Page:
Homer, Odyssey, Book 13, line 217 (search)
. And tell me this also truly, that I may know full well. What land, what people is this? What men dwell here? Is it some clear-seen island, or a shoreof the deep-soiled mainland that lies resting on the sea?” Then the goddess, flashing-eyed Athena, answered him: “A fool art thou, stranger, or art come from far, if indeed thou askest of this land. Surely it is no wise so nameless, but full many know it,both all those who dwell toward the dawn and the sun, and all those that are behind toward the murky darkness. It is a rugged isle, not fit for driving horses, yet it is not utterly poor, though it be but narrow. Therein grows corn beyond measure, and the wine-grape as well,and the rain never fails it, nor the rich dew. It is a good land for pasturing goats and kine; there are trees of every sort, and in it also pools for watering that fail not the year through. Therefore, stranger, the name of Ithaca has reached even to the land of Troy which, they say, is far from this land of Acha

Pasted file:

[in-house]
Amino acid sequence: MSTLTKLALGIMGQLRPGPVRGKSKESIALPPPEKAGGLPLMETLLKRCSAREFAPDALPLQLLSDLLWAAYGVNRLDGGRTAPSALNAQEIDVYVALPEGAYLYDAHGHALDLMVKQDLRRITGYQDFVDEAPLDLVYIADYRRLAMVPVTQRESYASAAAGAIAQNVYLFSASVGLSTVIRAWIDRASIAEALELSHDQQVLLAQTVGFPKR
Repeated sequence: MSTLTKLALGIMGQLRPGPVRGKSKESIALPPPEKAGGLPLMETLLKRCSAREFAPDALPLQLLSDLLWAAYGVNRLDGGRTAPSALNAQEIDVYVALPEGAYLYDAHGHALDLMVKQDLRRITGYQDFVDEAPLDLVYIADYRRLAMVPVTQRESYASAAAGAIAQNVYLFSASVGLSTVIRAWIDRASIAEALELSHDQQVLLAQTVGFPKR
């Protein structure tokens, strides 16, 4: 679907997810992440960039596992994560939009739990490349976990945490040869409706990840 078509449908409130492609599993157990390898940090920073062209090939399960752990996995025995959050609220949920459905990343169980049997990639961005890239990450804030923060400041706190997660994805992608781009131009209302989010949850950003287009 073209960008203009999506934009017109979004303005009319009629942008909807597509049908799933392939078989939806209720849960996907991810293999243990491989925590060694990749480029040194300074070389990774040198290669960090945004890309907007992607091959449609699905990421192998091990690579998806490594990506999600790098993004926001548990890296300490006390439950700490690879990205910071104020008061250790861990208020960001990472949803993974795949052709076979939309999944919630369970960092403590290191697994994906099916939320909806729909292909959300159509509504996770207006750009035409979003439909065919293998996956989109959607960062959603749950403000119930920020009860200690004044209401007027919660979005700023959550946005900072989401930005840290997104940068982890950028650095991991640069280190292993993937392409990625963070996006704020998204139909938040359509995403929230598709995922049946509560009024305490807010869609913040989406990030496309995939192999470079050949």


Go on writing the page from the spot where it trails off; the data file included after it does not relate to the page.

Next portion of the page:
Pausanias, Description of Greece, Attica, chapter 4 (search)